Cheap travel: revolution in the air
Open Skies policy helped underpin free movement of people within the EU
Deregulation of air transport in Europe shrank distances, cut costs and broke down cultural barriers. Photograph: Alan Betson
The European Commission is celebrating the 25th anniversary of its Open Skies policy, which brought affordable air travel to the public; transformed local economies; empowered customers and ended the cartel arrangements operated by national airlines. Deregulation helped to underpin the free movement of people within the EU. It shrank distances, cut costs and broke down cultural barriers.
Because of resistance by some governments and airlines, change did not come quickly or easily. As fares fell and direct flights to holiday destinations and regional cities were established, however, reform became unstoppable. Work on the project began in 1985 under the direction of Irish EU competition commissioner Peter Sutherland. By 1987, restrictions that allowed governments protect national carriers by blocking the introduction of low fares were removed and new entrants were encouraged. Final agreement on the creation of a Common Aviation Area in 1992 was a major achievement in promoting competition and the development of air transport.
Things did not always go as planned. Ryanair had to be rescued from bankruptcy by the government in 1989 and, as a protective measure, it was granted exclusive rights to fly from Dublin to Stansted and Gatwick. It never looked back. It now dominates the European point-to-point market, operating 16 per cent of all flights and carrying about 130 million passengers.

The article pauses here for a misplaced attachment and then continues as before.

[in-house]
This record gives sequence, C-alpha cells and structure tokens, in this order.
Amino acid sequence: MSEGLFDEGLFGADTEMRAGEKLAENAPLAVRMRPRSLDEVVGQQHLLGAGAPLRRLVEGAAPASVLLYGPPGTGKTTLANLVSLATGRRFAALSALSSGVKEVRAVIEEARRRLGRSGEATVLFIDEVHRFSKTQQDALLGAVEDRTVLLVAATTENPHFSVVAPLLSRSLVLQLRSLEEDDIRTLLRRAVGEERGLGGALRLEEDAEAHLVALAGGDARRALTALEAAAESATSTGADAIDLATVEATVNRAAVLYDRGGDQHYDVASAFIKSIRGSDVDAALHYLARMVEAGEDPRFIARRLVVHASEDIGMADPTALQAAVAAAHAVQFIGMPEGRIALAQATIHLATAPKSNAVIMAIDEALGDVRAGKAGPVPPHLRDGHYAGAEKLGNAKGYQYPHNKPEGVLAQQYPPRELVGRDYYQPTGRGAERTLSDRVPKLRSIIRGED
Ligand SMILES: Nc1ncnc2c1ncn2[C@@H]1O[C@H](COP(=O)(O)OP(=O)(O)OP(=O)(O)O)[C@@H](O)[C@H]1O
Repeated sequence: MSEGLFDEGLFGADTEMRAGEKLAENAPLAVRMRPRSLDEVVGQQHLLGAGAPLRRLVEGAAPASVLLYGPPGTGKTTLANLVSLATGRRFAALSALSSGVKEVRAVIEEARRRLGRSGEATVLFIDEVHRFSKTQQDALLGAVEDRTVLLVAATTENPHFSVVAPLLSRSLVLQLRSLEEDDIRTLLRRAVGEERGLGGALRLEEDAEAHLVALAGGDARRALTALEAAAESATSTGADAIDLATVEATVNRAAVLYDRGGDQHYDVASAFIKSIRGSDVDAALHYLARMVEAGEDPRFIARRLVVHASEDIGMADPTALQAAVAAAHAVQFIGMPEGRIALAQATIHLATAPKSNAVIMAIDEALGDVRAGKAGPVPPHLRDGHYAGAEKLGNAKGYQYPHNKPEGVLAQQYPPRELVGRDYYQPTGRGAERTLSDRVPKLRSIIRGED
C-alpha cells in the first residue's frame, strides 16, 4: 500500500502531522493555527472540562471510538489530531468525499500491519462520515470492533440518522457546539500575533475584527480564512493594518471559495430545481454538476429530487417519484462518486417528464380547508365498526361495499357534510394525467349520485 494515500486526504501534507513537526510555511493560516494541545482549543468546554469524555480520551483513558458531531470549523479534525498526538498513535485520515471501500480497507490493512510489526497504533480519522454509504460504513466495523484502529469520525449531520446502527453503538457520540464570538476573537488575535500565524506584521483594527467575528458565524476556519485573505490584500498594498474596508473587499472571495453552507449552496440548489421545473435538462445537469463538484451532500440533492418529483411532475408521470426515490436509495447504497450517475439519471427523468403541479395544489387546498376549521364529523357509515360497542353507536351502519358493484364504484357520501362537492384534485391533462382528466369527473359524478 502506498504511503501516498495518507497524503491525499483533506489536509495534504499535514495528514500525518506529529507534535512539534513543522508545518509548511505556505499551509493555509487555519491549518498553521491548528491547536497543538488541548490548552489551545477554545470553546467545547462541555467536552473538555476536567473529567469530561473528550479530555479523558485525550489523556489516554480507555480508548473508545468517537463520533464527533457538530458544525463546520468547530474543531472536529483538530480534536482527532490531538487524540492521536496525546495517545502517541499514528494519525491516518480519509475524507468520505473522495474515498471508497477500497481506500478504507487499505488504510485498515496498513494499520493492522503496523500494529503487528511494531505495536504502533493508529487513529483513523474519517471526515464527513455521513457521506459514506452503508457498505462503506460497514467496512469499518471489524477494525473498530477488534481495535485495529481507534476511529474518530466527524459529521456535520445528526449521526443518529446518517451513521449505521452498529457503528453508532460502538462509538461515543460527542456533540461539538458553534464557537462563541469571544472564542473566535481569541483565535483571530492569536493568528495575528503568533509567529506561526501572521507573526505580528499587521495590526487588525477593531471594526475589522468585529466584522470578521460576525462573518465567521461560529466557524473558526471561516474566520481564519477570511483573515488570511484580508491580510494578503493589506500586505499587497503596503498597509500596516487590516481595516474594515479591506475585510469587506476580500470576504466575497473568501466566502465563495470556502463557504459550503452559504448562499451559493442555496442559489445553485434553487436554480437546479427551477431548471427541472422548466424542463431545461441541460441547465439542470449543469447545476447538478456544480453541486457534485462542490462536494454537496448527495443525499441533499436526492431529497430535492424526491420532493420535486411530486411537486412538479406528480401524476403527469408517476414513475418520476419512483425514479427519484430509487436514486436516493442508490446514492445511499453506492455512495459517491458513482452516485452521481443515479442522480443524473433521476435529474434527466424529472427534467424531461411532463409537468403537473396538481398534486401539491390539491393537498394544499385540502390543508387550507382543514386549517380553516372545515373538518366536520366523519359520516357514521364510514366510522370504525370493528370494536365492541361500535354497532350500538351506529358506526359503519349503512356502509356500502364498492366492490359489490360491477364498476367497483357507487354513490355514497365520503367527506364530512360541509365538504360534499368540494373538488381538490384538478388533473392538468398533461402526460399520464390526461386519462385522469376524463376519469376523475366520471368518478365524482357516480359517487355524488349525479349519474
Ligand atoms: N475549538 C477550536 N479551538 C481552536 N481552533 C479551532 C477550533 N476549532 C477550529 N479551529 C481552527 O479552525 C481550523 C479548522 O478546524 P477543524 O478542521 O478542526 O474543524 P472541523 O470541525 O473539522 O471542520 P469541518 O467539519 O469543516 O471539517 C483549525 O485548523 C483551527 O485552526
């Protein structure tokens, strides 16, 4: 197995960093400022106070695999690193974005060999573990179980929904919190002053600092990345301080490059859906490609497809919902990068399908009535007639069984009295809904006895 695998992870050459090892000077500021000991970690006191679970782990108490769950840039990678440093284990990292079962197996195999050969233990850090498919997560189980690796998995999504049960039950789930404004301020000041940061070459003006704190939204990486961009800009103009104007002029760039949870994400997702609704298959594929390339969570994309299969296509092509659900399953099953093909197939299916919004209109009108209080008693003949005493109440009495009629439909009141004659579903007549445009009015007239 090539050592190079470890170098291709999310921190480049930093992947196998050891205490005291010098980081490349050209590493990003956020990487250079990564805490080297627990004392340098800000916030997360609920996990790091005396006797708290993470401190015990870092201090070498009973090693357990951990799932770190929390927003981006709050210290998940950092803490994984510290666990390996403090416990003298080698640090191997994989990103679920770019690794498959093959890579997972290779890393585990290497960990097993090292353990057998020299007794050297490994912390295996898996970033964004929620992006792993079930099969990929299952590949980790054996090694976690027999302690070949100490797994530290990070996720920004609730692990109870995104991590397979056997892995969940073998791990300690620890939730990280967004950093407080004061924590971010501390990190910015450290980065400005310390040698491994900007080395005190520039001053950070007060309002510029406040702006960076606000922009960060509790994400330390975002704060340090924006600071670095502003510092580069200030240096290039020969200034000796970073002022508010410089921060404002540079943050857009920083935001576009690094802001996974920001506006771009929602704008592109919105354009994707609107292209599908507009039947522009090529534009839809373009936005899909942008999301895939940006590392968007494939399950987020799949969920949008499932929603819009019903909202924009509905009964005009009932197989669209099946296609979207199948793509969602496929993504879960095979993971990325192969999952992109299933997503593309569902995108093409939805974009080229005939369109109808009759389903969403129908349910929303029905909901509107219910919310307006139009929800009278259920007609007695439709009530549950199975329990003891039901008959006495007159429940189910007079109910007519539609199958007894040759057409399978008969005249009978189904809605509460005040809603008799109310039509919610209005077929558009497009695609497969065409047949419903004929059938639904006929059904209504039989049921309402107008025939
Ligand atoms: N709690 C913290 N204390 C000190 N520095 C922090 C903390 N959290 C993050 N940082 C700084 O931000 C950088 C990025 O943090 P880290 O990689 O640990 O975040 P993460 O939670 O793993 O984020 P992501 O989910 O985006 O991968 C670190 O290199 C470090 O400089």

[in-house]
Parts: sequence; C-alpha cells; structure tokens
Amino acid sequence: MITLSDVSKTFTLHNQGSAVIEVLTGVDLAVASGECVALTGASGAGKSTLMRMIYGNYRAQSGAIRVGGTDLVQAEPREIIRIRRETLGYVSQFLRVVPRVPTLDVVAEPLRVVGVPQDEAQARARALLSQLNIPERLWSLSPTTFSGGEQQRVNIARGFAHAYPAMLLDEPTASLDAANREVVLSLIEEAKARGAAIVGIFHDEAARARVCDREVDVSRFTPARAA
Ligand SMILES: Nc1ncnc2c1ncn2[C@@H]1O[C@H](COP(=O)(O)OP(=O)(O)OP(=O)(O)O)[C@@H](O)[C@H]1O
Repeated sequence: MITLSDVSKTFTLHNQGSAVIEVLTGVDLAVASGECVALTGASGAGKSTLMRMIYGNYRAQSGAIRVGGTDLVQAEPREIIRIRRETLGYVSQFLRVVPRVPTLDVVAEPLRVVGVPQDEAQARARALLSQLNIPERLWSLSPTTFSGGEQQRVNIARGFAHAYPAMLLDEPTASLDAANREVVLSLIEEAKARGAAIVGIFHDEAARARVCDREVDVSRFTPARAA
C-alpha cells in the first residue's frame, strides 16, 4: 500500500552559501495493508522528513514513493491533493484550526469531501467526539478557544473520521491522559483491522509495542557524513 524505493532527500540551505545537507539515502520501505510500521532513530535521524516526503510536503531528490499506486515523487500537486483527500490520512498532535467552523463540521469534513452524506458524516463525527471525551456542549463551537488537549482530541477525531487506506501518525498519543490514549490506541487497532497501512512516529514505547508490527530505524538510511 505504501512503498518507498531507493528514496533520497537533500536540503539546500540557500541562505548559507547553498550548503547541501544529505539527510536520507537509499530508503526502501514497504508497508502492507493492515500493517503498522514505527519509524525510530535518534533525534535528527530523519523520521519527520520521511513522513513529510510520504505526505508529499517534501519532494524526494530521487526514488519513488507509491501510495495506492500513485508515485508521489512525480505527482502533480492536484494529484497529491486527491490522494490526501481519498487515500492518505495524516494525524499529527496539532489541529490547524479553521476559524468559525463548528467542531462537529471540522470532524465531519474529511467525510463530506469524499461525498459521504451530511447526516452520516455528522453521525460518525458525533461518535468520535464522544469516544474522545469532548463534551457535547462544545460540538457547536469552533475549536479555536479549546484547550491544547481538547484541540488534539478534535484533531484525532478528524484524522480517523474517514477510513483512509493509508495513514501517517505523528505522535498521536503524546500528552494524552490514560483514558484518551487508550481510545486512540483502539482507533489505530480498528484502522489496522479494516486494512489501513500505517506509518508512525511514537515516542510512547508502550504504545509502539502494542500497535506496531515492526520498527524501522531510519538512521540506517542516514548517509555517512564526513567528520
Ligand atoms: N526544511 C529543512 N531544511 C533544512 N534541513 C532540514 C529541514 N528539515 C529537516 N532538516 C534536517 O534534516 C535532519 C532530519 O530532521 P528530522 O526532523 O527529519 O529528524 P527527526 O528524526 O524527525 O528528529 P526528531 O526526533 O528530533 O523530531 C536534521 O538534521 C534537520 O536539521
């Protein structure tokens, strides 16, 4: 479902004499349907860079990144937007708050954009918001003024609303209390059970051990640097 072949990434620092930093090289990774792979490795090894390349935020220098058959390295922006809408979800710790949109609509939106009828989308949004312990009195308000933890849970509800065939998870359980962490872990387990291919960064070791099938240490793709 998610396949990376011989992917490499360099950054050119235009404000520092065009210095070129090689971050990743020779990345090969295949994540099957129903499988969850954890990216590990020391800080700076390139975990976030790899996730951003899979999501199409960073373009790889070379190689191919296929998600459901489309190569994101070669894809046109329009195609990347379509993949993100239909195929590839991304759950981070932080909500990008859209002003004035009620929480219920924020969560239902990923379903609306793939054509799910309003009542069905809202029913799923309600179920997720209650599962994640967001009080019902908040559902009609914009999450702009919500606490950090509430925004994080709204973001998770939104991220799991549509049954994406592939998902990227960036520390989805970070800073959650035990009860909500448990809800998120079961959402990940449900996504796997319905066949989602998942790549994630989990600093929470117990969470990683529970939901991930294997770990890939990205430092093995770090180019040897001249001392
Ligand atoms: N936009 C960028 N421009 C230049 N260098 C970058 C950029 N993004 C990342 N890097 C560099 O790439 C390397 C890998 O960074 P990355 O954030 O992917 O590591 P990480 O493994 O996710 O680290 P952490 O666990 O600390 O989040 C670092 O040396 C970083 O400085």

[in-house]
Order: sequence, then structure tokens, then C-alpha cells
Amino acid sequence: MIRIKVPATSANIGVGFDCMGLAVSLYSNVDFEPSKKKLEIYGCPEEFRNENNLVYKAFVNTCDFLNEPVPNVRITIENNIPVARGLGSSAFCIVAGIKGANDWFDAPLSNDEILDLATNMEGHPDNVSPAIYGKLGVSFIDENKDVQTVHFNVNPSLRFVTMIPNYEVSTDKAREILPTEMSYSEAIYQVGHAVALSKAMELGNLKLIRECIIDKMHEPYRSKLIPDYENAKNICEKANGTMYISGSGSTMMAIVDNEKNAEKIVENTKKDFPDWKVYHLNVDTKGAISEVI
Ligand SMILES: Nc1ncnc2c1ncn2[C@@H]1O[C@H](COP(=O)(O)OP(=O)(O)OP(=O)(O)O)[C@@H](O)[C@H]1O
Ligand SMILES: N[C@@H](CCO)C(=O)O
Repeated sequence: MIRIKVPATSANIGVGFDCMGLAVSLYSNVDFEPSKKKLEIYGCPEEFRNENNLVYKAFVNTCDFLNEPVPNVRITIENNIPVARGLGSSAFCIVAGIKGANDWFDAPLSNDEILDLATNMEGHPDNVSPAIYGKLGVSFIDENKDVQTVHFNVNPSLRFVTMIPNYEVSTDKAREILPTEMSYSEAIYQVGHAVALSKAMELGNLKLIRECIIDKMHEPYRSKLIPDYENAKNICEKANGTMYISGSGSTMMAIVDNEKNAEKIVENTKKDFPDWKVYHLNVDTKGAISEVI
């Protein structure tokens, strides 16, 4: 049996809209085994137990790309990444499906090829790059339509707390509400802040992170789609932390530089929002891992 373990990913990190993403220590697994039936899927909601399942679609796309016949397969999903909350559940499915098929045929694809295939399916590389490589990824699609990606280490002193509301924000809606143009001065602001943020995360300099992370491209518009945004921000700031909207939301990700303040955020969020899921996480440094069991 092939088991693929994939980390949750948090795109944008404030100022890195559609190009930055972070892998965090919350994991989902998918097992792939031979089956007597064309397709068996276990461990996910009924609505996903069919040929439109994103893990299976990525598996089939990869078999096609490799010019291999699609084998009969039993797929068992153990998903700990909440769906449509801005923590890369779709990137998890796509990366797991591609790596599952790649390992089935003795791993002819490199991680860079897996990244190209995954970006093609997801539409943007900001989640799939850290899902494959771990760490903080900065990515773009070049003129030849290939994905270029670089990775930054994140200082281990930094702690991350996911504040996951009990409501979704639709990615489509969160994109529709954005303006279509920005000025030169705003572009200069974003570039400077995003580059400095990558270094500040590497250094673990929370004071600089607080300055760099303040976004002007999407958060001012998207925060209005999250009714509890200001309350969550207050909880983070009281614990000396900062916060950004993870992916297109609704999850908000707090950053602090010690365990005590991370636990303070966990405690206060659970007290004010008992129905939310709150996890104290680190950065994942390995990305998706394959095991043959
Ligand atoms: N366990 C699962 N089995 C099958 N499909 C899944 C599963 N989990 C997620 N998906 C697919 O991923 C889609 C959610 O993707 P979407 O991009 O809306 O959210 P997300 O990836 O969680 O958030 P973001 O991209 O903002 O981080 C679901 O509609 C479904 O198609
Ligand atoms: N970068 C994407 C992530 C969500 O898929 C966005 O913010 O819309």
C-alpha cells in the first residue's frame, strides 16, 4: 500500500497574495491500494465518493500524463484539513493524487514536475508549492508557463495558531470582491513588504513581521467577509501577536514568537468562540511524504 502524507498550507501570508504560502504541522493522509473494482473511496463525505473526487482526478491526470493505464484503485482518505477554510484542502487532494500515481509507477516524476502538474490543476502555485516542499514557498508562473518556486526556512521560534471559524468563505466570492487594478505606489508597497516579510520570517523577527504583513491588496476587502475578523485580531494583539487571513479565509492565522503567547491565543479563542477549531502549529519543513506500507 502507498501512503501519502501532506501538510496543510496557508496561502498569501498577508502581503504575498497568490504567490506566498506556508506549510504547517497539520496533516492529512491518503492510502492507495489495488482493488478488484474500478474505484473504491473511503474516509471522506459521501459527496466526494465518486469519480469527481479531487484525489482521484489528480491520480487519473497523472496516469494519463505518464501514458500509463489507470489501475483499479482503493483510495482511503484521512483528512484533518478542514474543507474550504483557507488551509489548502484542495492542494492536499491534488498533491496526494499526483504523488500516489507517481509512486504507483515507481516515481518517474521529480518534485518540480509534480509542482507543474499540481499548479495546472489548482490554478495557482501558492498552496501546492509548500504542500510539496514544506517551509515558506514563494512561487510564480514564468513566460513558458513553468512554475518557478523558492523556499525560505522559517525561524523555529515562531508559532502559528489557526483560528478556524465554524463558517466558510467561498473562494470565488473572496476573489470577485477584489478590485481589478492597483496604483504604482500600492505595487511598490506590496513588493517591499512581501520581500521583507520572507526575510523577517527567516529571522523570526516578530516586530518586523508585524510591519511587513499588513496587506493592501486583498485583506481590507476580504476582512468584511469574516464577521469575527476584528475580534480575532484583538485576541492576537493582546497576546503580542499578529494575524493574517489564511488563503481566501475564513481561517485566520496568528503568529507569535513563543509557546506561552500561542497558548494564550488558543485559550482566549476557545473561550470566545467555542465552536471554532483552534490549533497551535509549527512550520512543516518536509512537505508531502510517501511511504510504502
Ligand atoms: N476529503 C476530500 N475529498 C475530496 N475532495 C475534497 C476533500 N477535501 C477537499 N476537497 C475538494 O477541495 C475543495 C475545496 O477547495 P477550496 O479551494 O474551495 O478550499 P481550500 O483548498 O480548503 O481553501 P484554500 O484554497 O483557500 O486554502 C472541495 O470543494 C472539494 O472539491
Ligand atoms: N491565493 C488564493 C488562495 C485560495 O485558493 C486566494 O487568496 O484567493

There are concerns. Carbon emissions from aircraft are rising as companies gear up to meet consumer demand. Aircraft have become more efficient and less noisy over recent years but the industry remains a polluting one in a phase of rapid growth. Deregulation has affected pay and conditions within the industry, with pilots, cabin staff and ground personnel coming under pressure. Pilots complain about indirect employment and zero hours contracts being introduced, particularly by low fares airlines.
The introduction of cheap air travel in Europe has had a global knock-on effect as Gulf state airlines and others have emerged to challenge the traditional flag-carriers. In response, there has been a wave of mergers, restructurings and privatisations within the sector to meet the threat. Costs have fallen and the public’s appetite to visit exotic places has grown. Travel times have contracted. Sea-borne journeys that once lasted weeks are accomplished within 24 hours. The world has become a smaller place.
The democratisation of air travel has had profound and positive effects. Brexit negotiations introduced concerns that, without accommodations on both sides, British aircraft might be excluded from the Common Travel Area. That would represent a political and imaginative disaster that would have long-term consequences for us all.